The moment is a milestone in the virus’s resurgence.

The current survey marks the first time since January that more U.S. adults have been pessimistic than optimistic about the COVID-19 situation. There was greater pessimism than optimism for most of 2020. At its worst, 73% in November said the situation was deteriorating amid a dramatic surge in cases last fall.

Gallup’s latest update on coronavirus attitudes comes from a July 19-26 web survey of U.S. adults who are members of Gallup’s probability-based panel. The survey was conducted amid a new spike in COVID-19 cases in the U.S. as the more contagious delta variant of the virus spreads through the country, but before the Centers for Disease Control revised its guidance on the wearing of face masks in public.

The survey also revealed that many Americans now see the end of 2021 as the likely timeframe in which the COVID-19 crisis will finally, and fully, be on its way out the door.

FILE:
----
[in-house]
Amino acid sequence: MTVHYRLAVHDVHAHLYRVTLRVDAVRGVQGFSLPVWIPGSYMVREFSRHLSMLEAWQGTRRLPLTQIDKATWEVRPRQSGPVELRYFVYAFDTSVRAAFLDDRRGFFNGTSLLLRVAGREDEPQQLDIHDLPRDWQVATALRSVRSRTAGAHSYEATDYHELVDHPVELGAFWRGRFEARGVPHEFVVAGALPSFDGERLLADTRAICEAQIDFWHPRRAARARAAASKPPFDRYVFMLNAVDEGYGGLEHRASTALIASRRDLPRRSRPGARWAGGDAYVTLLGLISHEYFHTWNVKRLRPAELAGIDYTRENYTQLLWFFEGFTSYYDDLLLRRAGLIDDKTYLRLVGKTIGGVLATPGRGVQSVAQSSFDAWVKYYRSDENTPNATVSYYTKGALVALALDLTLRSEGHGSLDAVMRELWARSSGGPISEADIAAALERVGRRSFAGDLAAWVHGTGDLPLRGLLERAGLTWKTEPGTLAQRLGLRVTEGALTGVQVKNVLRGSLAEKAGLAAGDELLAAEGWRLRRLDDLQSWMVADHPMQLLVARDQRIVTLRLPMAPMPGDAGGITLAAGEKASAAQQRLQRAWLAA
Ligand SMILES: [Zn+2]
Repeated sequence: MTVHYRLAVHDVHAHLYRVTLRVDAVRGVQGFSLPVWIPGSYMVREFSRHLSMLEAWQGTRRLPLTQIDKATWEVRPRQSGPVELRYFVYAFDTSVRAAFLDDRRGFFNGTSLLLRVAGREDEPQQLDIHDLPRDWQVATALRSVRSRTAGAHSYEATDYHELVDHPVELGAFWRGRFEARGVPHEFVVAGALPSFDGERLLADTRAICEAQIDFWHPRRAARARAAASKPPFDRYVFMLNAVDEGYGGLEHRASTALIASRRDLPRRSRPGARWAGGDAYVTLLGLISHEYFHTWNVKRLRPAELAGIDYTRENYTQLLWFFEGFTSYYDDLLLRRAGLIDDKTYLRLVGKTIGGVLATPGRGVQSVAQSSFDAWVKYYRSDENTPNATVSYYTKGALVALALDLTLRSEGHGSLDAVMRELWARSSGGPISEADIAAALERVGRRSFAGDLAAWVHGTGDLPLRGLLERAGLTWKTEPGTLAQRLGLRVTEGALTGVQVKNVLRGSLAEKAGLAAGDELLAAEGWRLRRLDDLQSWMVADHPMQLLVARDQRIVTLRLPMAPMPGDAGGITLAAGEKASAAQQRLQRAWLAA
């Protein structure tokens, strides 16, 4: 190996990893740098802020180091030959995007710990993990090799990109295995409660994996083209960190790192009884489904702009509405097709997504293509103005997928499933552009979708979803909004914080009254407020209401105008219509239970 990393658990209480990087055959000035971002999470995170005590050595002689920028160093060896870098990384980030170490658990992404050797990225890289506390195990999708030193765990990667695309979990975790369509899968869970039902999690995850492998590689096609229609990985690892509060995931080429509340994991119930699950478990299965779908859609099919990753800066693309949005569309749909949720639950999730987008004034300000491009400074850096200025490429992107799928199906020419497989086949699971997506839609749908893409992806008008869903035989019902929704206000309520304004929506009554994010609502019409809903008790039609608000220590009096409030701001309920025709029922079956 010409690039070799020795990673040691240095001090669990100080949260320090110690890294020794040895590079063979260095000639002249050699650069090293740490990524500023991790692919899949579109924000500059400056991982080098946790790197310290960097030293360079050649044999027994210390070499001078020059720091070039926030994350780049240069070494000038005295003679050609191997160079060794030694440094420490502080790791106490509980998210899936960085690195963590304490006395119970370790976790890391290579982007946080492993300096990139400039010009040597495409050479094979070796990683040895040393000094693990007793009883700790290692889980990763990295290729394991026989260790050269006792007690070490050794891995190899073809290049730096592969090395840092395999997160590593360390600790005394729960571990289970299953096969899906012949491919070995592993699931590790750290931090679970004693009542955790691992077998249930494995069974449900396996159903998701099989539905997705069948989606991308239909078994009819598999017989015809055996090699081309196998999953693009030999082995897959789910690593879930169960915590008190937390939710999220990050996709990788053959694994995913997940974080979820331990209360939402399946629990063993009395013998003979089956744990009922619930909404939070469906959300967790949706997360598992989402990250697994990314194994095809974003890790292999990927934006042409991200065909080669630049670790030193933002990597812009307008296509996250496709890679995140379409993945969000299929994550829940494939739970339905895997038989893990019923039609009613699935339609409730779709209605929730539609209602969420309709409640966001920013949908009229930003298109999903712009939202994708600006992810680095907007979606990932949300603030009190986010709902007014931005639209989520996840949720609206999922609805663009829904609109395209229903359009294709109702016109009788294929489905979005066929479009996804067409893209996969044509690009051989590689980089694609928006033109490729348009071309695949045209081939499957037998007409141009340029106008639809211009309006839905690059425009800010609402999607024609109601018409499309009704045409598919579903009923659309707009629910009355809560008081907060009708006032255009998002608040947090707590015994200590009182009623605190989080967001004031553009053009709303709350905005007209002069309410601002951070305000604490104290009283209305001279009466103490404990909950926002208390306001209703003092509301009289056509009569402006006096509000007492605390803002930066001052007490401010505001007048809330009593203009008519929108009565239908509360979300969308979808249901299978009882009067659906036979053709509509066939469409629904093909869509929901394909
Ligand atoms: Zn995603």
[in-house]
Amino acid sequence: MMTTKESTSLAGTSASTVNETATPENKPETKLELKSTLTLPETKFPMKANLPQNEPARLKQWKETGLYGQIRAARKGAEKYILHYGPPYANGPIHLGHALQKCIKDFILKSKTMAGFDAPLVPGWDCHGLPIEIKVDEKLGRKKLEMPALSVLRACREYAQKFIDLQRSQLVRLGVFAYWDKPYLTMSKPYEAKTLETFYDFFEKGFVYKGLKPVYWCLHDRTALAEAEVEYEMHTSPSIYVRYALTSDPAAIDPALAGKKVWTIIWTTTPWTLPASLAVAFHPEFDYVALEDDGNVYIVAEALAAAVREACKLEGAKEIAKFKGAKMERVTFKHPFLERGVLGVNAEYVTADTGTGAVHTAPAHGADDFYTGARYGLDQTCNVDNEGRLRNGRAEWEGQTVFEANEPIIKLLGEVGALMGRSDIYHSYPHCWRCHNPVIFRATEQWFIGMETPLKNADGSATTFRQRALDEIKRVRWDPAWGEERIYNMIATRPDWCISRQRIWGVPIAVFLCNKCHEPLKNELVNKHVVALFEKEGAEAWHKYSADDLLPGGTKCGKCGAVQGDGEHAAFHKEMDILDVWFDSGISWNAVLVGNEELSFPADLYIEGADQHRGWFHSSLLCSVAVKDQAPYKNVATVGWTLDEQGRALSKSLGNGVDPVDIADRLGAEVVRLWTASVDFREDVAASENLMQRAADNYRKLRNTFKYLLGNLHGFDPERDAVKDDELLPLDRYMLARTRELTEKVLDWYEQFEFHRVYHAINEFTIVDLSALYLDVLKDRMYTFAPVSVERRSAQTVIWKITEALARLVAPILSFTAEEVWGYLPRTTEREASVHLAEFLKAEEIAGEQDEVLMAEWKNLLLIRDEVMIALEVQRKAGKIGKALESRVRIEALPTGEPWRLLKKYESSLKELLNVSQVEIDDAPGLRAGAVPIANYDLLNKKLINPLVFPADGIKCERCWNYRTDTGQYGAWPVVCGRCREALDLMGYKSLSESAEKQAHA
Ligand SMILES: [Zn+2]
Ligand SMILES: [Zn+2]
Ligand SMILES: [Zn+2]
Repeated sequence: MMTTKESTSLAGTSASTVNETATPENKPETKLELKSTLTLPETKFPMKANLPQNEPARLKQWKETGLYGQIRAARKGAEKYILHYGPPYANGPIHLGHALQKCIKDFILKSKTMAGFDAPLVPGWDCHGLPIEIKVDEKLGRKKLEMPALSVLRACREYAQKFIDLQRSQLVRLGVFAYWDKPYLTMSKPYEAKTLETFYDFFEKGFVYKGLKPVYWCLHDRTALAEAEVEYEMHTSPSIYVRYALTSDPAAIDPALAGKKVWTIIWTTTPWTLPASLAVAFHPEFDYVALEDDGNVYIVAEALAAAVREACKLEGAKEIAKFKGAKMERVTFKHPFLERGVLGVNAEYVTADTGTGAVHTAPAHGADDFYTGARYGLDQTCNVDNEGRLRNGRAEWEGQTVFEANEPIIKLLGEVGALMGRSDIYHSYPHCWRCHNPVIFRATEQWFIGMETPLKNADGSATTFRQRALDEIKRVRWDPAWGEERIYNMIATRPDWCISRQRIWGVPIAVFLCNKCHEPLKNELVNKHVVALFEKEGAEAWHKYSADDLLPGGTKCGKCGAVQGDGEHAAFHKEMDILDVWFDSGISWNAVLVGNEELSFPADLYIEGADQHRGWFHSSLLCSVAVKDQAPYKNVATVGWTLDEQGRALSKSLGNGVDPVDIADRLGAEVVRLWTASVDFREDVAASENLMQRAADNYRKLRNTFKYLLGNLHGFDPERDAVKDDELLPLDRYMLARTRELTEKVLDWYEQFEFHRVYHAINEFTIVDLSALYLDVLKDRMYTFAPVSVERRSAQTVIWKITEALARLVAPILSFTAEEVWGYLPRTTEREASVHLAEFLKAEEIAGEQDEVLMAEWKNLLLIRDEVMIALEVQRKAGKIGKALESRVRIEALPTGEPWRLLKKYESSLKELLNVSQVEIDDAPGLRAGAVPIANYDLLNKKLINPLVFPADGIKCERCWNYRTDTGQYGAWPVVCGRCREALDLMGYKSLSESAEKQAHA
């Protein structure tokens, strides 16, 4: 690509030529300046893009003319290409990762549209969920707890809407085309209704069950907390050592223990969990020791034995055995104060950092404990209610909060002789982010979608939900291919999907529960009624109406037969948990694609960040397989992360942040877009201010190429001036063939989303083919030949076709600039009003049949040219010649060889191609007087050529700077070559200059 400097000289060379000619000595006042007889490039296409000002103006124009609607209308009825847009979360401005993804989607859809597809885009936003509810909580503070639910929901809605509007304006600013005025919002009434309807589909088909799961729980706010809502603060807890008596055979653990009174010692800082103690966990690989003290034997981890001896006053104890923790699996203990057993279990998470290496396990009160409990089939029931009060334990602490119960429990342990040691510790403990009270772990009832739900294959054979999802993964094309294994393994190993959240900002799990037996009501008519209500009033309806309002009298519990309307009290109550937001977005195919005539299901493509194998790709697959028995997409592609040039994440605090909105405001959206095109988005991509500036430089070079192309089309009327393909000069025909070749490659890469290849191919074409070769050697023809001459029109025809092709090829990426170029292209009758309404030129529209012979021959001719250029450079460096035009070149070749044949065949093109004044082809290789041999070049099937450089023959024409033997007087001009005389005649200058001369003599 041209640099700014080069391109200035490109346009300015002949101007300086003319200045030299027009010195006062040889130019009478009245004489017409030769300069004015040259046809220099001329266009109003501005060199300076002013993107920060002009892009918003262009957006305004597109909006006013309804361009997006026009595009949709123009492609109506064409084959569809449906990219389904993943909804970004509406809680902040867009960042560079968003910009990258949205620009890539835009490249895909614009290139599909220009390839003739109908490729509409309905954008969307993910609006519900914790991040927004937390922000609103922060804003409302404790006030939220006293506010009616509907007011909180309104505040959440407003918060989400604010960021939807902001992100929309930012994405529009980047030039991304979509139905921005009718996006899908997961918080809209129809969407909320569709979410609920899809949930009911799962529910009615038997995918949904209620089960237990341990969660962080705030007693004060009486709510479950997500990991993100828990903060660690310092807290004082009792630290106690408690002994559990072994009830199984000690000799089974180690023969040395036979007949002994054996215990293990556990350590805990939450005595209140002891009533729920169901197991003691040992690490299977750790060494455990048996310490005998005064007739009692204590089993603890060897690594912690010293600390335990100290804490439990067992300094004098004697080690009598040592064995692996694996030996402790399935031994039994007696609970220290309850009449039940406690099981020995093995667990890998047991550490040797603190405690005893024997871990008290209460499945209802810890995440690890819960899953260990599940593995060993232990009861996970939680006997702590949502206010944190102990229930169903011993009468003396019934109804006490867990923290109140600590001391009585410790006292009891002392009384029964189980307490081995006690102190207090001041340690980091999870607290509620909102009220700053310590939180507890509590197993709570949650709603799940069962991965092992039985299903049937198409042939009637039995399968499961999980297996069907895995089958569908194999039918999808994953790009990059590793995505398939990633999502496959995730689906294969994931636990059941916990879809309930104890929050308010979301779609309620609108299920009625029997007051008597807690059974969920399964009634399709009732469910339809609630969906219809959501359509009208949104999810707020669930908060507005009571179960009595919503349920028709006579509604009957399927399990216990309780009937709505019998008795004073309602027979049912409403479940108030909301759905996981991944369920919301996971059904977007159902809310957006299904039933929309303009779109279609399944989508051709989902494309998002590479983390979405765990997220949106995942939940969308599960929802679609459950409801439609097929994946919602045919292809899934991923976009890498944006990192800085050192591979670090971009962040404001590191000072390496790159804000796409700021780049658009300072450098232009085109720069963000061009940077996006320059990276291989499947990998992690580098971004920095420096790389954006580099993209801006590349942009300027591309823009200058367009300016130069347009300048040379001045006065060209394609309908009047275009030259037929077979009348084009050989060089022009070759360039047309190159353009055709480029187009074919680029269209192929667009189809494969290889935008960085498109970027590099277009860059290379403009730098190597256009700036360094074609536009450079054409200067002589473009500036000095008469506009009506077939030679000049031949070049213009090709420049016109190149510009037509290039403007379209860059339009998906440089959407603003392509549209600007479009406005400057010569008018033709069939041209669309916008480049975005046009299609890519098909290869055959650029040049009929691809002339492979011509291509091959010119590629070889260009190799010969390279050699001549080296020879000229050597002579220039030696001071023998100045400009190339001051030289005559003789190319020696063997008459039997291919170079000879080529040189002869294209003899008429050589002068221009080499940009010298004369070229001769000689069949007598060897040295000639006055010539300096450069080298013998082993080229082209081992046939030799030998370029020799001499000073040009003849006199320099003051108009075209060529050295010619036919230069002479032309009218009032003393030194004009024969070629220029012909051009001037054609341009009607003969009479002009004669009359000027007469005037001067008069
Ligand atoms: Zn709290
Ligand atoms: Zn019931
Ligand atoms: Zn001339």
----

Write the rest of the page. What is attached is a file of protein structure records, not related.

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Paging Fox Mulder: Pentagon Could Open Permanent UFO Office in Coming Months

In yet another case of life imitating art, it appears as though we’re about to have out own government funded X-Files office.

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The truth is out there, and the Pentagon is ready to commit to searching for it full-time.

Over the course of the last several years, Americans have heard more from their government on the subject of UFO’s than ever before.  This is thanks to a number of well-documented sightings from within the military, and a massive glut of disclosure that was forced out of the CIA through an amendment to a COVID-19 relief bill.